The Alpine Triangle occupies one of the most rugged mountain regions in the United States. Located within the shape made by connecting the towns of Ouray, Silverton, and Lake City, the region was once the epicenter of a mining industry that fueled the frontier economy. Today it is a recreational paradise, with uniquely scenic roadways for off-highway vehicles, and some of the best high-country elk and bighorn sheep habitat in America.
The Alpine Triangle also contains myriad lakes and streams filled with trout. These lakes (as seen in this aerial shot) are sometimes little more than potholes bored into the mountains. Many are deep enough, however, to support trout throughout the heavy freezes of winter.
Here’s another stunning view of a high alpine lake within the triangle. Some of these lakes are so remote, they often require a full-day hike in steep terrain to access them. As such, they only get fished by a handful of intrepid anglers in a given season.
The Alpine Triangle also holds the headwaters to some of the most productive trout fisheries in Colorado, including the Lake Fork of the Gunnison, and the Animas River, which I believe is the most underrated trout river in the West. The Animas has seen dramatic improvement in recent years, as the effects of mining in its upper stretches have been partially mitigated.
While the lower sections of the Animas River holds healthy populations of brown and rainbow trout (some well over 20 inches long), the upper stretches and many of its feeder creeks, like Cunningham Creek near Silverton, are filled with smaller brook trout. You’ll also catch the occasional native fish, Colorado River strain cutthroat trout, thanks to the reintroduction efforts of Trout Unlimited and other conservation groups. The best part of fishing the high country is using light tackle, and dry flies throughout the season.
Part of the unique appeal of the region is its frontier history. The Durango & Silverton Narrow Gauge Railroad now takes thousands of annual visitors on a long, slow climb through the high country. What used to be the lifeblood for supporting the frontier industry a century ago now serves the same role in terms of a tourist-based economy.
The train makes a few stops along its 3-1/2 climb from Durango to Silverton. Hikers, rafters, and anglers can make arrangements to ride the train up the Animas River, and be dropped of, then picked up again a day or two later. As the train makes its climb into the high country, riders will notice the dramatic climate change that accompanies the transitioning landscapes. We left Durango when it was 85 degrees and sunny, and arrived in Silverton to find showers and a thermometer reading 56 degrees.
Here the train twists along the Animas River (not far from where the famous cliff jump scene from the movie “Butch Cassidy and the Sundance Kid” was filmed. In its upper stretches, the river is marked by a steeper gradient, with many plunge pools and rapids.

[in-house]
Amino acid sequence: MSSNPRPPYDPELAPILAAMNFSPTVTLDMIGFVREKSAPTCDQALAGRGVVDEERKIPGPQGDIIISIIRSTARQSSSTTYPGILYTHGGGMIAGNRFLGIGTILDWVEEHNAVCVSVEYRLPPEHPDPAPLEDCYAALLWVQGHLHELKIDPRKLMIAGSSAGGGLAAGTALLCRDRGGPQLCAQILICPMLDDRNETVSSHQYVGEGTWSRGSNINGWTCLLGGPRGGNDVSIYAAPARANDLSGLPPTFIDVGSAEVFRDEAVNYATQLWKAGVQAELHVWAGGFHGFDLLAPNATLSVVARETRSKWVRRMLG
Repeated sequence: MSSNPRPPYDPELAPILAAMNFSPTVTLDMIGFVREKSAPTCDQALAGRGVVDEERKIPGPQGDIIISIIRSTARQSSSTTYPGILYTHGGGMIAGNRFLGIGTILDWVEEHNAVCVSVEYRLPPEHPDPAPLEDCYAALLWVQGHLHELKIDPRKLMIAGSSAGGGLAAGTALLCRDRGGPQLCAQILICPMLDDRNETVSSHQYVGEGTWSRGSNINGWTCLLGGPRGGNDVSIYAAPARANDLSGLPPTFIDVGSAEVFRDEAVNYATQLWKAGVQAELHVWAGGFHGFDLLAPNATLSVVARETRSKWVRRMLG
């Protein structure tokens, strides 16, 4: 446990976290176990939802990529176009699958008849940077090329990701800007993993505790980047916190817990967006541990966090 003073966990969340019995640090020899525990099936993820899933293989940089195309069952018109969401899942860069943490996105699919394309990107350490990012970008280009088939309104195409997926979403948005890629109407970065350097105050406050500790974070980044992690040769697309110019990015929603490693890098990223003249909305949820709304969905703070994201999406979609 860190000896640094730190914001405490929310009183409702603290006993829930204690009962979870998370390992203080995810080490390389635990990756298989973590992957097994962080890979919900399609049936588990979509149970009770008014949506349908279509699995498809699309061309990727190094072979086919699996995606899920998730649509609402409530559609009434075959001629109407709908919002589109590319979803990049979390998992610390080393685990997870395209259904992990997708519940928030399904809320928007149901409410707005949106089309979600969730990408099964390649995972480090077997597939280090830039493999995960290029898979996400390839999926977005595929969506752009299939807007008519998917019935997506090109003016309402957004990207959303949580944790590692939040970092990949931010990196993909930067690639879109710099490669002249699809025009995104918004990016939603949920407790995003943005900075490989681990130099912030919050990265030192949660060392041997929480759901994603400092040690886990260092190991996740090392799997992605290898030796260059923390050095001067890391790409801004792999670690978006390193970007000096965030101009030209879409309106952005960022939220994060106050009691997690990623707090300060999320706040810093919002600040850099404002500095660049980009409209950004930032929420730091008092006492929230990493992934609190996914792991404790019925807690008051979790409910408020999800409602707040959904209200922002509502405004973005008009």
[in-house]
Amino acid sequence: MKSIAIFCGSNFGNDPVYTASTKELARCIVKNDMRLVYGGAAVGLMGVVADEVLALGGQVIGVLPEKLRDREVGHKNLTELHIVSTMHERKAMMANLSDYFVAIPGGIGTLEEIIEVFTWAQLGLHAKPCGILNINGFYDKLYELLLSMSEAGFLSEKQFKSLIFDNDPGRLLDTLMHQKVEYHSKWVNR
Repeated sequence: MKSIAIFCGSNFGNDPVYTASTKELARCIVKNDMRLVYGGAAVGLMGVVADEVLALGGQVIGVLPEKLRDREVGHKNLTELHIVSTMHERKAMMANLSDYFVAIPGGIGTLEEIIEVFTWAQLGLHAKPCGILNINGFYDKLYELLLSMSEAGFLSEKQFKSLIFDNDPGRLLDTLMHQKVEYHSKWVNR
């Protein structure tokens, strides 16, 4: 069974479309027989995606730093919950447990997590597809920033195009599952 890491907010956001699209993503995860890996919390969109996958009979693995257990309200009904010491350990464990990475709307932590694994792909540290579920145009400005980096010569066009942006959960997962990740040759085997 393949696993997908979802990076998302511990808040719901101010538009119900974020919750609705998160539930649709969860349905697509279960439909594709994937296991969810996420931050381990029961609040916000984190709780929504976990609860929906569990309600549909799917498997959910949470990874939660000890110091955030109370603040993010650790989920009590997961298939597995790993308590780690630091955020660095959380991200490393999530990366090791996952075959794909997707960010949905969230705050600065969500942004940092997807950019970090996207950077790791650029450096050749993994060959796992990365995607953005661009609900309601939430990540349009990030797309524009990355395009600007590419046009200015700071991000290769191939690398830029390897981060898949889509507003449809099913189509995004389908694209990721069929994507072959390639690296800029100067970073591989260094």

After arriving in Silverton, we rented some jeeps, and headed straight out to Cunningham Creek to throw dry flies at brookies and cutthroats. Here, I’m casting a #2-weight fiberglass rod into a tiny little channel, which believe it or not, produced four fish, the largest being about a foot long brook trout.
We were accompanied on this adventure by Dylan Looze, a Trout Unlimited intern from Round Rock, Texas. Interestingly, Dylan had never caught a trout on a fly before. But he got the hang of it quickly. In fact, by the end of this little jaunt through the Alpine Triangle, he’d caught the Rocky Mountain slam–a brookie, brown, rainbow, and Colorado cuttie… all on dry flies.
Fishing by committee… of course, Dylan had help by way of guide John Flick of Duranglers in Durango, TU staffers and volunteers, and the Field & Stream crew, all of whom were more interested in seeing him catch trout than hooking any ourselves. Besides, when you’re in a place this pristine and beautiful, and the fish are eating dries, there’s really nothing better than trading shots among friends.
Ty Churchwell, backcountry coordinator for Trout Unlimited who is spearheading the Alpine Triangle effort, shows off an average brook trout from Cunningham Creek, which ate a Parachute Adams… what else?
We even talked F&S photographer Kevin Cooley into putting down his cameras long enough to make a few casts (and catch some fish) himself. As the trip wore on, that was a regular occurrence.
Trout Unlimited’s mission with the Alpine Triangle is to essentially lock the region in place as it is. As such, the recreational interests of various groups, from off-highway jeepers and ATV riders, to hunters and campers, to anglers, will be protected for generations.
Our first day of the Alpine Triangle Adventure was an authentic “planes, trains, and automobiles” experience. Little did I know it when we made our flight to start the trip, but here I was looking down at the road we’d be taking over Cinnamon Pass to the town of Lake City on day two. And that would be another wild ride altogether…

Editor-at-Large Kirk Deeter and photographer Kevin Cooley spent three days with Trout Unlimited exploring the Alpine Triangle, a rugged expanse of the San Juan Mountains in southwestern Colorado, so named because the region is loosely contained within the shape made by connecting the towns of Ouray, Lake City, and Silverton. TU wants Congress to declare the place a National Conservation area to protect its streams from mining expansion and new road development. Here’s what they found.